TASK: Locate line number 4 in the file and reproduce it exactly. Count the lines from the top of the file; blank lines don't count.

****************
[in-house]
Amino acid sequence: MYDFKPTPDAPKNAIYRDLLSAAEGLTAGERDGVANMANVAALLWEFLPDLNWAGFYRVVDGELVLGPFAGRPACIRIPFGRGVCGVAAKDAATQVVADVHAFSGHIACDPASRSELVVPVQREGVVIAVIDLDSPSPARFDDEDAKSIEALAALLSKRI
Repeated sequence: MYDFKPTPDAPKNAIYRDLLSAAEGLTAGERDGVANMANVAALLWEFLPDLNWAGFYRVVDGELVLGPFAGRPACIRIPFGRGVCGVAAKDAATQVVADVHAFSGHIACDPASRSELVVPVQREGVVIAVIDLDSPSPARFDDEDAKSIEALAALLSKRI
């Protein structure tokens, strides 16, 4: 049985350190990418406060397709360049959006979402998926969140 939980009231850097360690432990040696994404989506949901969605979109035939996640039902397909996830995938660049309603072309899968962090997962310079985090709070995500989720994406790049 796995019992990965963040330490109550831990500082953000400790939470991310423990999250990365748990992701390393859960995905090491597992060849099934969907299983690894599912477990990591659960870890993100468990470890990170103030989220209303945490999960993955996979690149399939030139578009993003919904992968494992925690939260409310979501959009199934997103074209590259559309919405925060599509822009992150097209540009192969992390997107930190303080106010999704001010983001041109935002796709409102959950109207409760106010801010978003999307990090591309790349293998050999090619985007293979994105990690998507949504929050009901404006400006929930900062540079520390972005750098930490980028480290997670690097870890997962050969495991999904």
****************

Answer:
């Protein structure tokens, strides 16, 4: 049985350190990418406060397709360049959006979402998926969140 939980009231850097360690432990040696994404989506949901969605979109035939996640039902397909996830995938660049309603072309899968962090997962310079985090709070995500989720994406790049 796995019992990965963040330490109550831990500082953000400790939470991310423990999250990365748990992701390393859960995905090491597992060849099934969907299983690894599912477990990591659960870890993100468990470890990170103030989220209303945490999960993955996979690149399939030139578009993003919904992968494992925690939260409310979501959009199934997103074209590259559309919405925060599509822009992150097209540009192969992390997107930190303080106010999704001010983001041109935002796709409102959950109207409760106010801010978003999307990090591309790349293998050999090619985007293979994105990690998507949504929050009901404006400006929930900062540079520390972005750098930490980028480290997670690097870890997962050969495991999904």